Roshan di Kulfi
An organic part of the 1950s Karol Bagh mohalla it set roots in, Delhi’s Roshan di Kulfi continues to pack in the crowds for its hearty fare of channa bhaturas, aloo tikkis and creamy kulfi
Having grown up in Delhi, before the malls sprouted up, Karol Bagh was one place where people would shop. The oldest settlers in the new city moved here, before moving Southwards.
This was a piece I did for BBC Good Food on Roshan di Kulfi.
As you approach Roshan di Kulfi at Delhi’s bustling Ajmal Khan Road, you will see emblazoned on a banner: ‘100 % Pure Desi Ghee Preparations’. Consider this fair warning—after you’ve indulged yourself at Roshan di Kulfi, you’ll waddle out like a penguin. And yet, this is a flimsy deterrent to visiting a restaurant that has fed loyal patrons since 1956. Roshan di Kulfi is a throwback to the past, having been renovated last in the early 1980s—it’s a mélange of coloured retro tiles, granite-topped bright blue tables, marbled walls, ceiling-to-floor mirrors and olive green sofas that have seen better days. Kishori Lal Soni, the manager, tells me of his uncle’s legacy. The late Roshan Lal Soni, who founded this restaurant, was originally from Himachal Pradesh, and worked for a dry fruit merchant in Lahore. After partition, he, along with countless others, found refuge in Delhi. Roshan Lal brought back with him the taste of Lahore and his love of dry fruit, setting up a push cart in one of the then newer arteries of the city, the nearby Arya Samaj Road. He sold matka kulfi—a craft he learnt in Lahore—which he served with a dash of dry fruit and faluda.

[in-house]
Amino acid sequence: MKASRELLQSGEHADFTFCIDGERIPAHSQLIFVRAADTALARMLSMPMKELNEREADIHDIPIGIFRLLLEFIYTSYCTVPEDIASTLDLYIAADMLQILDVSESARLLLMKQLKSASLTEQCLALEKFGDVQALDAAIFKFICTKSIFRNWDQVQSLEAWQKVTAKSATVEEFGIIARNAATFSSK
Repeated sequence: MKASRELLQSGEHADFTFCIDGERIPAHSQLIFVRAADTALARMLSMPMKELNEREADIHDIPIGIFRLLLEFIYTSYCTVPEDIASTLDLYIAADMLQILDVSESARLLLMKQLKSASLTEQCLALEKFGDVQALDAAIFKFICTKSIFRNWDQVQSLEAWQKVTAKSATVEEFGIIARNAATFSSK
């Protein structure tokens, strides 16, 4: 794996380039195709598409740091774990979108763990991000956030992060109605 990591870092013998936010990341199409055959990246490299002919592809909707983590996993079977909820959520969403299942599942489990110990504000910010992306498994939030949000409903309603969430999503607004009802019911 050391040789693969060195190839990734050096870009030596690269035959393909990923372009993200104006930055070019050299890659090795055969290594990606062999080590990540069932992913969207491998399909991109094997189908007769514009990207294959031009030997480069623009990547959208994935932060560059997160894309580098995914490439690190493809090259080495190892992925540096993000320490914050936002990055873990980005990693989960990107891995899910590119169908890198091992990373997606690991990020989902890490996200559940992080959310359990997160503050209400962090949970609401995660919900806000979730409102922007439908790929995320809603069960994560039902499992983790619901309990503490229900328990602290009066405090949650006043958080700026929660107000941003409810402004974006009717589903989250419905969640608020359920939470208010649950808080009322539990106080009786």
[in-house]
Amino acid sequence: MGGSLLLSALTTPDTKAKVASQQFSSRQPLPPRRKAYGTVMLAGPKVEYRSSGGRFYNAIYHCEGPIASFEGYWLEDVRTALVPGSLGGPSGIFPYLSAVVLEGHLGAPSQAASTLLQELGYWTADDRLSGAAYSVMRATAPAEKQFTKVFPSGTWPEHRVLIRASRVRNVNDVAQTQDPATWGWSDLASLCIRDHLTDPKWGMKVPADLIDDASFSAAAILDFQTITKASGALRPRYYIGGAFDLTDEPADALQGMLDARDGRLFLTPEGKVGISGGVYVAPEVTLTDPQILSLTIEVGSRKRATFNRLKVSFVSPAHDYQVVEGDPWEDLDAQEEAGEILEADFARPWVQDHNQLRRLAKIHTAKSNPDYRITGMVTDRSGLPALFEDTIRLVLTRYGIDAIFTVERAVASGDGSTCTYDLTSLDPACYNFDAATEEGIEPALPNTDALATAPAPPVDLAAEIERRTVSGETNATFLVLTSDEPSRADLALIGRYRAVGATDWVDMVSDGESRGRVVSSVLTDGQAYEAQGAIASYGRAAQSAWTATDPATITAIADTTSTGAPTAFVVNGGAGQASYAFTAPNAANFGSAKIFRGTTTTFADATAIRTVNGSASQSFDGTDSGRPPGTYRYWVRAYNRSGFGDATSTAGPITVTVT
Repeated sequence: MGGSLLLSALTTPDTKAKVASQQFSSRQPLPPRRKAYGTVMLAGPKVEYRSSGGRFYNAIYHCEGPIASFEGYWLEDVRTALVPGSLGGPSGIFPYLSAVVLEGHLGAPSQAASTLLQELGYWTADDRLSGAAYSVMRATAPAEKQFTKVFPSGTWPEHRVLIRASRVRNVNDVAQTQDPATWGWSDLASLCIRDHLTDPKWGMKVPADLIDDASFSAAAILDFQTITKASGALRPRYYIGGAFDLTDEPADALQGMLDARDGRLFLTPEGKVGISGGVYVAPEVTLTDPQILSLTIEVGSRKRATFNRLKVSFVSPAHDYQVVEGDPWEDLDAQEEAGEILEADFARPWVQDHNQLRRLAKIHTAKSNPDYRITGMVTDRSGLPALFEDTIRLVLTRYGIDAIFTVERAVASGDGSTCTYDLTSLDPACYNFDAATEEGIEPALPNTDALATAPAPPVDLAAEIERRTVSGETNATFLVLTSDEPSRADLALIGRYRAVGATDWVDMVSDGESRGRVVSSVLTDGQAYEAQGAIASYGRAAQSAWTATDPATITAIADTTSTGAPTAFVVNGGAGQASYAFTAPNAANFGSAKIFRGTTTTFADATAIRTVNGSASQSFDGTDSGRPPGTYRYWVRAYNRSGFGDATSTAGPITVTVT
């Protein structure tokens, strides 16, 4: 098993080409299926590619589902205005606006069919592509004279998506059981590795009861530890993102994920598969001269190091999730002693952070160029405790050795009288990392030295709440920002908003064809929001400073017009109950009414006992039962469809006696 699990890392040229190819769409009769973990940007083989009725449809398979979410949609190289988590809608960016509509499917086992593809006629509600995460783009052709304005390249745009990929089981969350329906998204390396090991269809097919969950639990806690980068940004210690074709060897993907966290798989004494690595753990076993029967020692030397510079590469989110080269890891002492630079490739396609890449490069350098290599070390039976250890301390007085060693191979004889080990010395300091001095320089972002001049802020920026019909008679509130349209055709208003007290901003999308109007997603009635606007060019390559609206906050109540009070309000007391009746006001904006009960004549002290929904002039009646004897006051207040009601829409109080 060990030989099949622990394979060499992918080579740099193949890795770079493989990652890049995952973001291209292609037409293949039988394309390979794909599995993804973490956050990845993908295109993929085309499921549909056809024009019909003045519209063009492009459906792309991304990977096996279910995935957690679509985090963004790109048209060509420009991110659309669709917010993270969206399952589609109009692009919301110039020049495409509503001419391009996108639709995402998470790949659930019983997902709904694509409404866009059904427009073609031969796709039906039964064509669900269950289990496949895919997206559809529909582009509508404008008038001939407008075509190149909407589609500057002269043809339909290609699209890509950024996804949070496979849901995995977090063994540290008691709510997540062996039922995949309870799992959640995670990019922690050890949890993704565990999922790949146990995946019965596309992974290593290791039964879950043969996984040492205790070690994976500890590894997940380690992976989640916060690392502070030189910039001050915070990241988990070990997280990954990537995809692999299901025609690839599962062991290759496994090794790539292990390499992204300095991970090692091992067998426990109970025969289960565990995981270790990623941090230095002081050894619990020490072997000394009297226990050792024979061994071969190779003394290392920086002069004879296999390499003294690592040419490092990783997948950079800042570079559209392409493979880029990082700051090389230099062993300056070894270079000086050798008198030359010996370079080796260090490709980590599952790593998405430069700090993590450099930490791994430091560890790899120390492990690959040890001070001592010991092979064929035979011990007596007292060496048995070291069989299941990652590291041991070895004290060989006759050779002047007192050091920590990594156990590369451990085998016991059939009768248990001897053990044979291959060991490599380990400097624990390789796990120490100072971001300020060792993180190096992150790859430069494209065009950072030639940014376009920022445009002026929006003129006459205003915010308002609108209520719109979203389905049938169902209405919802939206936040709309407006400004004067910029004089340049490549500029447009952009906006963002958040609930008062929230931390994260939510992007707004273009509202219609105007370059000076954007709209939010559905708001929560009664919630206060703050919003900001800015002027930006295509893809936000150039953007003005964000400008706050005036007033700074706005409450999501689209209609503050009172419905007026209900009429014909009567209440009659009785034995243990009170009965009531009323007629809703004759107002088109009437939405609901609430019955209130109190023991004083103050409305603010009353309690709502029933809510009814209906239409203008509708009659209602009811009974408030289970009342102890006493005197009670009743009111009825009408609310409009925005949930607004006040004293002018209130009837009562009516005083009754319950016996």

The area grew prosperous and his menu and business expanded, finally ending at its current location today, offering much more than just kulfis. A beatific garlanded photograph of Roshan Lal Soni hangs on the wall, gazing over his labour of love, with a few other pictures, memories from another age. Once upon a time, the family reared their own buffaloes for milk, but now the desi ghee and milk come from local dairies. That’s not the only change. In the days of coal stoves, business would start at a bleary-eyed 4am. But with the advent of gas, the kitchen starts sizzling at 7am, shuttering by 10pm. The early bird specials are puris with aloo and channa sabji, and by noon the lunch menu starts getting served. Interestingly, the kitchen or workshop where all the food is prepared, as Roshan Lal’s grandson Ishan describes it, is a 100 odd yards away, past poles tangled with wires and pipe thin streets usurped by encroachers and small enterprises. Every now and then, a running kitchen boy comes with a gigantic vessel balanced on his head and tips the channa or other food into vessels at the entrance, before scuttling back through the length of the alleyway.